#### df.fillna()

**value :** Filled with static, dictionary, array, series or DataFrame.

**method:** This method is used if the user does not pass any value. Pandas has different methods, such as bfill, backfill or fill, which fill in values at forward index or forward/backward positions respectively.

**axis:** axis For rows/columns, you need to enter int or string values. For integers, the input can be 0 or 1; for strings, enter “index” or “columns”.

**limit:** This is an integer value that specifies the maximum number of subsequent forward/backward NaN value padding.

**downcast:** It takes a dict specifying what d type to downcast to what type. Such as Float64 to int64.

```
import numpy as np
import pandas as pd
df = pd.DataFrame(np.random.randn(6, 3))
df.loc\[1: 2, 1\] = np.nan
df.loc\[3, 2\] = np.nan
print(df)
tmp\_df = df.fillna(value=1, inplace=False, limit=1) # Populate by columnnanforvaluevalue，limitLimit each column value to populate to one
print(tmp\_df)
tmp\_df = df.fillna(inplace=False, method='ffill') # Populate by column with previous value
print(tmp\_df)
tmp\_df = df.fillna(inplace=False, method='ffill', axis=1) # Use previous padding by row
print(tmp\_df)
df.fillna(inplace=True, method='bfill', axis=0) # Populate by column with last value
print(df)
```

#### df.interpolate()

Used to fill missing values in a data frame or series, using interpolation techniques instead of hard-coded values.

**method:** linear: Default value, use linear interpolation, determine the missing value in the middle of the straight line based on the two nearest points; time: when the data index is a date; index: use the value of the index for interpolation; polynomial: polynomial For interpolation, you need to specify the order parameter, for example, order=2 for quadratic polynomial interpolation; pad/ffil: fill NaN with the previous non-missing value; nearest: the nearest non-NaN value; quadratic & cubic: quadratic and cubic interpolation, Suitable for nonlinear data; barycentric: barycentric interpolation. It calculates interpolation based on the center of gravity of a given value; krogh: Krogh interpolation; spline: spline interpolation, which is good at handling outliers in the data set.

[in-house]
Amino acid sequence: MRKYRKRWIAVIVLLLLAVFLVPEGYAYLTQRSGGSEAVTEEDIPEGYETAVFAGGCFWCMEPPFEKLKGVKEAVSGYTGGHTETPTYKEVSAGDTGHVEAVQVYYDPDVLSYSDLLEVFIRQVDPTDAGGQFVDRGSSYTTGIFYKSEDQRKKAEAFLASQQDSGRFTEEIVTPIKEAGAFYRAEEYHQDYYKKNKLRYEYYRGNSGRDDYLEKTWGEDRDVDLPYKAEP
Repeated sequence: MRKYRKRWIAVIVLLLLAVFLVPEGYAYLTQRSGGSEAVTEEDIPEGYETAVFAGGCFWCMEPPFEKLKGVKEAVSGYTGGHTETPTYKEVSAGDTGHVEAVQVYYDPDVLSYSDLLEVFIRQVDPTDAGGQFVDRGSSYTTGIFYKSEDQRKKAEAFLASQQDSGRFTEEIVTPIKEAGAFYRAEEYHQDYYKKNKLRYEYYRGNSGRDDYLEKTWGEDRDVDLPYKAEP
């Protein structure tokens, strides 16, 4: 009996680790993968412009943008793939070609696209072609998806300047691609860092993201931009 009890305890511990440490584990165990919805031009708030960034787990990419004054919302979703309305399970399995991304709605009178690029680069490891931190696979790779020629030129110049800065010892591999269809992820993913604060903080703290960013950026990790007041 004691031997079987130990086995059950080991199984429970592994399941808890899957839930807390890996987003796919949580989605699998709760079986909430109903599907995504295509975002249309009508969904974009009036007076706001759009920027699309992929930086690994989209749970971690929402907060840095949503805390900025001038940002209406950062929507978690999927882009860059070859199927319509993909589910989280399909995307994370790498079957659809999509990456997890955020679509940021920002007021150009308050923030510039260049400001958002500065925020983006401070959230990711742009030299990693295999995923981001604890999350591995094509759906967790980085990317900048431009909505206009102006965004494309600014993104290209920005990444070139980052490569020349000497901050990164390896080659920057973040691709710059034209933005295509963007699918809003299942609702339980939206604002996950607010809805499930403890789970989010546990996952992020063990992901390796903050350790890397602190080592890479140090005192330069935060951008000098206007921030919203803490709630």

‘values’, ‘zero’, ‘slinear’, ‘barycentric’, ‘krogh’, ‘polynomial’, ‘piecewise_polynomial’, ‘from_derivatives’, ‘pchip’, ‘akima’

**axis:** 0 fills column by column, 1 fills row by row.

**limit:** The maximum number of consecutive NaNs to fill. Must be greater than 0.

**limit_direction :** {‘forward’, ‘backward’, ‘both’}, default ‘forward’ 。

**limit_area:** Determines which NaN values should be interpolated. NaN values may appear at the beginning or end of the sequence.

None: Default value, all NaN can be interpolated without any restrictions.

inside: Only interpolate NaN values, if surrounded by valid observation values (non-NaN), that is, if there are non-NaN values before and after a NaN sequence, then this NaN sequence can be interpolated, and consecutive NaN values at the beginning and end of the sequence can be interpolated. will not be interpolated.

outside: Only the NaN values at the beginning or end are interpolated. The NaN sequence in the middle will not be interpolated as long as it is surrounded by non-NaN values.

**downcast:** Downcast dtypes if possible.

```
import pandas as pd
df = pd.DataFrame({"A": \[12, 4, 5, None, 1\],
"B": \[None, 2, 54, 3, None\],
"C": \[20, 16, None, 3, 8\],
"D": \[14, 3, None, None, 6\]})
print(df)
print("=" \* 30)
tmp\_df = df.interpolate(method='linear', limit\_direction='forward', inplace=False)
print(tmp\_df)
print('=' \* 30)
tmp\_df = df.interpolate(method='linear', limit\_direction='backward', limit=1, inplace=False)
print(tmp\_df)
```

reference:

Pandas – DataFrame.fillna() replaces null values in DataFrame | Geek Tutorial